Last month, Virginia Gov. Bob McDonnell (R) signed legislation to allow “concealed carry permit holders to bring loaded guns” into establishments that serve alcohol. The law does not permit gun holders to consume alcohol, though the gun lobby is working to get that changed.
Virginia isn’t alone in its quest to arm its bar patrons. The Georgia state house has also passed a bill that would make it “legal to enter a bar or restaurant with a licensed concealed weapon and get drunk,” as long as the individual doesn’t fire the weapon.
Tennessee, too, is trying to follow in Virginia’s footsteps. Last year, the legislature overrode Gov. Phil Bredesen’s veto to pass a law providing gun owners the right to carry their weapons into any restaurant, except those whose predominant business was to serve alcohol. But the law was declared unconstitutionally vague by a state court, so Tennessee is trying again. This time, the law provides “no exclusions for where guns can be carried, as long as permit holders don’t consume alcohol.”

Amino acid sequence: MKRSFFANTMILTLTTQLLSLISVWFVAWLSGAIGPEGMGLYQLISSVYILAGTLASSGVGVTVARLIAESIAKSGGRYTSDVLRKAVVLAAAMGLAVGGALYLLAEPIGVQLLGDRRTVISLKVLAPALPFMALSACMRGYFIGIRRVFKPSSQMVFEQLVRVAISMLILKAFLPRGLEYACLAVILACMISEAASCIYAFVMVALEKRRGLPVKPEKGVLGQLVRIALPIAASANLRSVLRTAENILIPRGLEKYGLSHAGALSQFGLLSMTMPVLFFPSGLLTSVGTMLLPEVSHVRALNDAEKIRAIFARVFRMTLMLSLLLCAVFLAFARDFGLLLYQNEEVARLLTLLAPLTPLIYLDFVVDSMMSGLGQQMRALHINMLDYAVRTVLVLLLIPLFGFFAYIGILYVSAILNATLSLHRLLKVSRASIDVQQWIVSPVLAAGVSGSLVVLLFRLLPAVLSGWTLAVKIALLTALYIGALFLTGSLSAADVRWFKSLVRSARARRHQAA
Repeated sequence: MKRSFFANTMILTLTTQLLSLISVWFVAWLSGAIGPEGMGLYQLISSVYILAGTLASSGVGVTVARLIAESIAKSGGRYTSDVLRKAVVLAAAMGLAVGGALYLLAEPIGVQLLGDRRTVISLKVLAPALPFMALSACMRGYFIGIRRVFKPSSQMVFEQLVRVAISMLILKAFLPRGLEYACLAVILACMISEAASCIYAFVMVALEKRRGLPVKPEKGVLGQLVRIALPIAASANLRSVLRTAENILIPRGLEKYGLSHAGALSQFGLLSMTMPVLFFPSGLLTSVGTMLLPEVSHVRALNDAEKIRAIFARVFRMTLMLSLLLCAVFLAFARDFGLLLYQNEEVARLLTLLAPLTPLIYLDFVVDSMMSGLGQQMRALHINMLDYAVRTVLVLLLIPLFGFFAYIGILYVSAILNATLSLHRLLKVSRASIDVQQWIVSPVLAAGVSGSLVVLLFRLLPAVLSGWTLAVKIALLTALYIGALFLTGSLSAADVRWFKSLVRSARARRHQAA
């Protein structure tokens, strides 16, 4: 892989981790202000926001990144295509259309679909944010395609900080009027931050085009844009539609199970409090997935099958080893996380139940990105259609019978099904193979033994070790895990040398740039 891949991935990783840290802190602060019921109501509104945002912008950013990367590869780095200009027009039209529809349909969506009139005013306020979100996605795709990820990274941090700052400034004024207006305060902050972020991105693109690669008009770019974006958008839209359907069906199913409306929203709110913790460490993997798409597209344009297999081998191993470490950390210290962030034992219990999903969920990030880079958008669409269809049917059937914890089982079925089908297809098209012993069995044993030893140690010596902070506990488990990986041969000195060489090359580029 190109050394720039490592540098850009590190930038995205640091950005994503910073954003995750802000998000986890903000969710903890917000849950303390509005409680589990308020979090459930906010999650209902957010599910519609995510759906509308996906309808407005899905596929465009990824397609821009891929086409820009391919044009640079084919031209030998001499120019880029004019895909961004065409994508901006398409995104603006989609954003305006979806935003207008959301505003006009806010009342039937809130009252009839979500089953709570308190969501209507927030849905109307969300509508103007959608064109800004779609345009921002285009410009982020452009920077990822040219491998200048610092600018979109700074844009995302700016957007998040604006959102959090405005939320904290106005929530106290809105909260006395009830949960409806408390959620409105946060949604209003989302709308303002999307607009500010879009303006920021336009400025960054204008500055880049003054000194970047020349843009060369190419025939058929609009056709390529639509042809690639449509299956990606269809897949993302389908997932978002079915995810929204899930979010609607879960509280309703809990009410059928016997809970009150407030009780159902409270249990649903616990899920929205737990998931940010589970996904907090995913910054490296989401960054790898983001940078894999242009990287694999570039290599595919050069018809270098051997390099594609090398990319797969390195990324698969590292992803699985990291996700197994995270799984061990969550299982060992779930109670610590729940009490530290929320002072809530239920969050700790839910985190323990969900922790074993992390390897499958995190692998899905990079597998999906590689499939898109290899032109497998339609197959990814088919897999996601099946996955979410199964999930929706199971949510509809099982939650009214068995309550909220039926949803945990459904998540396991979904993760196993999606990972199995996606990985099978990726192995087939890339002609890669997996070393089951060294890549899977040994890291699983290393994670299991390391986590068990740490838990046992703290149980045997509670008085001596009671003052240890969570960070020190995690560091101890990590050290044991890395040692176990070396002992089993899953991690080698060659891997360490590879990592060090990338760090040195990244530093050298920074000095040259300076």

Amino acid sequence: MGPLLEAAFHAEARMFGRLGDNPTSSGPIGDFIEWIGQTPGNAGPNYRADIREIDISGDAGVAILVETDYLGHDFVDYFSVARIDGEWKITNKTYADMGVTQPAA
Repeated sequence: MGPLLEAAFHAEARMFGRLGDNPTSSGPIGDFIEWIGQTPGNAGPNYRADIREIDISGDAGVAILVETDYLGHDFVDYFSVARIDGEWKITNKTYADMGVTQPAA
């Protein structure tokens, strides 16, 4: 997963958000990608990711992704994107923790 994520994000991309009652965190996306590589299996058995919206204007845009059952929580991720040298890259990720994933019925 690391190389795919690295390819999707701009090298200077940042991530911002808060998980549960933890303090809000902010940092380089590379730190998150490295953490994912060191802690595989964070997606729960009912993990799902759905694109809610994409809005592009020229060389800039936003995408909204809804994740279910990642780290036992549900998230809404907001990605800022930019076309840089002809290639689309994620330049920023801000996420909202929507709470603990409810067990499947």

Rep. Joe McCord, a Republican state legislator with an A+ plus rating from the NRA, explained what is going on:
‘Essentially, NRA is saying to us, if you don’t support and vote for carrying guns in bars, we will not endorse you,’ McCord said. ‘This line of reasoning borders on lunacy.
‘What line will we not cross for the NRA? At what point do we say that’s too much?’ asked McCord, who is not seeking re-election. ‘I’m sorry for those of you who feel you have to hold your nose and vote for it … because of the NRA.’
Indeed, some legislators voted for it despite voicing concerns about the bill, presumably due to pressure from the NRA. In fact, an NRA lobbyist reportedly was invited to speak to a meeting of the House Republican Caucus just hours before the vote took place.
Gov. Bredesen is waiting to decide whether to veto the “guns in bars” bill. He has said the revised measure “hasn’t been made any better.” When he vetoed the bill last year, Bredesen cited a gun safety class he took in high school, sponsored by the National Rifle Association: “A basic tenet taught at that class was this: ‘Guns and alcohol don’t mix.’”
According to a poll conducted for the Brady Campaign, a majority of respondents — 56 percent – “favor Starbucks and other retail establishments establishing strict ‘no guns’ policies for their businesses – and far more gun owners support a ‘no guns’ policy for Starbucks than believe Starbucks and other businesses should allow firearms on their premises.”